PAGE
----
The Pittsburgh Penguins will be looking for more of the same Tuesday when they host the Boston Bruins for the second night in row.
The Penguins, who have reached the midpoint of their schedule in this shortened season, seem to have found a sweet spot in their level of play.
The 4-1 win over Boston on Monday extended Pittsburgh’s season-best winning streak to six games.
The Penguins have been efficient in several areas.
They have 25 goals during their winning streak and have allowed nine — goaltender Tristan Jarry made 42 saves Monday. They have a power-play goal in three straight games. They have killed 13 of 16 opponent power plays during the winning streak.
“I just think it’s a number of things that add up to winning, right?” Pittsburgh coach Mike Sullivan said. “Big plays at key times, managing the game the right way, getting a timely save. … For me, it’s a collective effort of 20 guys going out with one common goal.”
Boston coach Bruce Cassidy has a theory about why the Penguins have played well after an inconsistent start to the season. It has to do with motivation.
“They had a change in management,” Cassidy said of Jim Rutherford resigning as general manager in-season, with Ron Hextall replacing him and Brian Burke added in the new position of president of hockey operations. “So I think … that gets people’s attention.
“I’m sure the players are like, ‘Hey, do I like Pittsburgh? If I do, I’d better get my act together.'”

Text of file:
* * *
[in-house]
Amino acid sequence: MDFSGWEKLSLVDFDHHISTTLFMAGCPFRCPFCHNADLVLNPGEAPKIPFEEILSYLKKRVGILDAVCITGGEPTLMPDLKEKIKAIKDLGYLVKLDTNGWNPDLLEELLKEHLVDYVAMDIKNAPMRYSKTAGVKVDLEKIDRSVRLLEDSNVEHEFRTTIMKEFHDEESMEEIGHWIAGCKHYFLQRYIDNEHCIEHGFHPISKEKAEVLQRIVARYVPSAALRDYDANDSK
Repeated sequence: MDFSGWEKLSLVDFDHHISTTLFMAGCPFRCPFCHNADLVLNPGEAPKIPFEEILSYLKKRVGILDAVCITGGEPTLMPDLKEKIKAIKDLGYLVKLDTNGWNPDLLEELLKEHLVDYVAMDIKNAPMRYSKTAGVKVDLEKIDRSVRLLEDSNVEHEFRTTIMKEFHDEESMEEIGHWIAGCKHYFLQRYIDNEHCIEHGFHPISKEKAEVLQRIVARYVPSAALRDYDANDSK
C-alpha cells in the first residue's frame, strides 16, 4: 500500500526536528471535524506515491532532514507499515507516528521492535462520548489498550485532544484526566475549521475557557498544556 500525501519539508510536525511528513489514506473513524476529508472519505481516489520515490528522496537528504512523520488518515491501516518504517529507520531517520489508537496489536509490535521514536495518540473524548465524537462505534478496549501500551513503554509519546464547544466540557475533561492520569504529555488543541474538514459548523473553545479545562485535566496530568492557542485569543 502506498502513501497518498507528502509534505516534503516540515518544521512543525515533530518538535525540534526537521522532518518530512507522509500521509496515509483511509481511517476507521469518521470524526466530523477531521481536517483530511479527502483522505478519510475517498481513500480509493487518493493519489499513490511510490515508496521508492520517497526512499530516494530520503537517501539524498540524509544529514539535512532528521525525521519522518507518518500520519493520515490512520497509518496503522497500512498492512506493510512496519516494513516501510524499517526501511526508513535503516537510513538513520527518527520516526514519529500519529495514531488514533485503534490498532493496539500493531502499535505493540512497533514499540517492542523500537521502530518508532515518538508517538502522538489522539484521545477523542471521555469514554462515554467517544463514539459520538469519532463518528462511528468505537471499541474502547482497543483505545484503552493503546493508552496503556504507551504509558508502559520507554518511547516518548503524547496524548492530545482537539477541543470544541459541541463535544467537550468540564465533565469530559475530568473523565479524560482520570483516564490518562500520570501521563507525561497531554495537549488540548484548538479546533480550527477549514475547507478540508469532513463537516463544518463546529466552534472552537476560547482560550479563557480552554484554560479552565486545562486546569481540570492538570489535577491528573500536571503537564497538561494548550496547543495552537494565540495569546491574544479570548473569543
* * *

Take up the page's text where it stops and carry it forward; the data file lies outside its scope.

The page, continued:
The Penguins not only will be playing on consecutive nights, but they also are entering the second contest during a stretch of five games in seven days.
“You’ve got to trust your offseason training and what you’ve done up to this point with rest and nutrition and trying to keep your body right,” Pittsburgh winger Bryan Rust said. “Lean on the strength and conditioning staff and training staff to help you get through stretches like this.”
The Bruins have lost two in a row, five of seven and are 4-7-2 in their past 13 games, largely because of a lack of offense.
Boston has scored two goals or fewer in seven of its past 10 games, one or no goals in five of seven and has been shut out twice in the past five games.
“We’re not going to sit here and tell you we’re going to be one of the highest-scoring teams until we get some more finish and more confidence,” said Cassidy, who called out his team’s effort over the weekend after a 4-0 loss to the New York Rangers.
The Bruins noticeably made shooting a priority Monday. They registered 20 shots in the first period, 33 through two periods and 43 overall, but Matt Grzelcyk’s first-period goal was all they could muster.
The tally gave Boston a 1-0 lead, but Pittsburgh responded with four unanswered goals.
“We had a pretty good attack mentality,” Grzelcyk said. “We just have to keep putting pucks to the net, keep trying to get traffic.”
Perhaps rooted in the Bruins’ frustration, the game Monday at times was chippy, with several shoving matches, something that could carry over to Tuesday.
–Field Level Media